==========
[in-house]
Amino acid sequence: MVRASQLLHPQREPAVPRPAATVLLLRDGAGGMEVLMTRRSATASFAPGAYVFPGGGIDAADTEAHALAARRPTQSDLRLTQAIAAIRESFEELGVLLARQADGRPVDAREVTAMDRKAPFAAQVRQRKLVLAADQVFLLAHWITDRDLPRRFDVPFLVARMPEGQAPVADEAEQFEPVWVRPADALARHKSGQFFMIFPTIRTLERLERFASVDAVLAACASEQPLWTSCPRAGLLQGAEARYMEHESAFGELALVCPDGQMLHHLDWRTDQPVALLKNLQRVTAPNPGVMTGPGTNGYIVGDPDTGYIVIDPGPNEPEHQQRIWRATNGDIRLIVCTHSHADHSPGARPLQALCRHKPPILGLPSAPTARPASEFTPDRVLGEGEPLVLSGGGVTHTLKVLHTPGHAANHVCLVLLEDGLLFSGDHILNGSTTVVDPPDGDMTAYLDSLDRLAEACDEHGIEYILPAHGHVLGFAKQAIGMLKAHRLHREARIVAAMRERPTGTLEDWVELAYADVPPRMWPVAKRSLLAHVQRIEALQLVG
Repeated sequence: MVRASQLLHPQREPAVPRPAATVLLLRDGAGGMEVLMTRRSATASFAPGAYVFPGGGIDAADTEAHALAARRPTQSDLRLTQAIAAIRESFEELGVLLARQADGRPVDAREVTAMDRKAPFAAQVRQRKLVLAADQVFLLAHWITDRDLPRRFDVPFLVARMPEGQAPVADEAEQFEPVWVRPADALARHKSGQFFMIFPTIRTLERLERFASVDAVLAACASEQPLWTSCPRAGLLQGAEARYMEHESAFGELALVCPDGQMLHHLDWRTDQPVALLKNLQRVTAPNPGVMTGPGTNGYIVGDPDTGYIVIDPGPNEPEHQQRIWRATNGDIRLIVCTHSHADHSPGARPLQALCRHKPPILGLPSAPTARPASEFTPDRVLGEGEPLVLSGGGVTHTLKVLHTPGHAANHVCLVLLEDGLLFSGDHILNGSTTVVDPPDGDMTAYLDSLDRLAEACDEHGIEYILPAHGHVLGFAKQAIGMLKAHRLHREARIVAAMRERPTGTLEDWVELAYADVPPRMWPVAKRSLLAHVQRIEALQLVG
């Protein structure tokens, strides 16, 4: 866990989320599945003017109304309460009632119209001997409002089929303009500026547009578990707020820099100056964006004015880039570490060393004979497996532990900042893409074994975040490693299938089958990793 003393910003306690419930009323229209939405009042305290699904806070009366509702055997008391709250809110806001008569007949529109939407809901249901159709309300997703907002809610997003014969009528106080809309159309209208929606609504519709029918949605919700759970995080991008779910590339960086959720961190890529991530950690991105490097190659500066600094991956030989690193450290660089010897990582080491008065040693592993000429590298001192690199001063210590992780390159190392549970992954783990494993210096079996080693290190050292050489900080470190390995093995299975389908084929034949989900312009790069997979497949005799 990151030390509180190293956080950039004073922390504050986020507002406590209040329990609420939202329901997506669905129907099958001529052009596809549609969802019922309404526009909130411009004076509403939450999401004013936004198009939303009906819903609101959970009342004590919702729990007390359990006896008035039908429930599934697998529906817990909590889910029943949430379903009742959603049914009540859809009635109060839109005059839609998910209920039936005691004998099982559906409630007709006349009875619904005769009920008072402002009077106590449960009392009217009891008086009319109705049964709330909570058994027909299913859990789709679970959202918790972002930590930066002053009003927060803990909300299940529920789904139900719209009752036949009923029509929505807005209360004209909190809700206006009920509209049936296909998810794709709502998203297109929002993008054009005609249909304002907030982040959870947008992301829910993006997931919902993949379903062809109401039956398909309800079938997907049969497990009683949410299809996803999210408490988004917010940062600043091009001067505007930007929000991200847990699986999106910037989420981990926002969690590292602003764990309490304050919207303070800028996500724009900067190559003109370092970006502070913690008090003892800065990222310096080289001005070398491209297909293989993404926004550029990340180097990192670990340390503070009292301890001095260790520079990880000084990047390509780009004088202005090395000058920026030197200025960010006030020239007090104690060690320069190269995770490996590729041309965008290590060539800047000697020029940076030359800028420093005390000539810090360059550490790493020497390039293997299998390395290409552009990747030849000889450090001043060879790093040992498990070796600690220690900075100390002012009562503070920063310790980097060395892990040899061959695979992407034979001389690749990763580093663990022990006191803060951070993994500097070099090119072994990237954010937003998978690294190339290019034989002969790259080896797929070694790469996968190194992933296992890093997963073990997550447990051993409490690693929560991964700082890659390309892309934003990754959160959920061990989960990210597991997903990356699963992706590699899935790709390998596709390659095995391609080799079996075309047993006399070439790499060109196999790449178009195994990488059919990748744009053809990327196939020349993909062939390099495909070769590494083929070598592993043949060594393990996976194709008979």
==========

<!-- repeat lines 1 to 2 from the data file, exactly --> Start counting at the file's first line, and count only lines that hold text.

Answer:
[in-house]
Amino acid sequence: MVRASQLLHPQREPAVPRPAATVLLLRDGAGGMEVLMTRRSATASFAPGAYVFPGGGIDAADTEAHALAARRPTQSDLRLTQAIAAIRESFEELGVLLARQADGRPVDAREVTAMDRKAPFAAQVRQRKLVLAADQVFLLAHWITDRDLPRRFDVPFLVARMPEGQAPVADEAEQFEPVWVRPADALARHKSGQFFMIFPTIRTLERLERFASVDAVLAACASEQPLWTSCPRAGLLQGAEARYMEHESAFGELALVCPDGQMLHHLDWRTDQPVALLKNLQRVTAPNPGVMTGPGTNGYIVGDPDTGYIVIDPGPNEPEHQQRIWRATNGDIRLIVCTHSHADHSPGARPLQALCRHKPPILGLPSAPTARPASEFTPDRVLGEGEPLVLSGGGVTHTLKVLHTPGHAANHVCLVLLEDGLLFSGDHILNGSTTVVDPPDGDMTAYLDSLDRLAEACDEHGIEYILPAHGHVLGFAKQAIGMLKAHRLHREARIVAAMRERPTGTLEDWVELAYADVPPRMWPVAKRSLLAHVQRIEALQLVG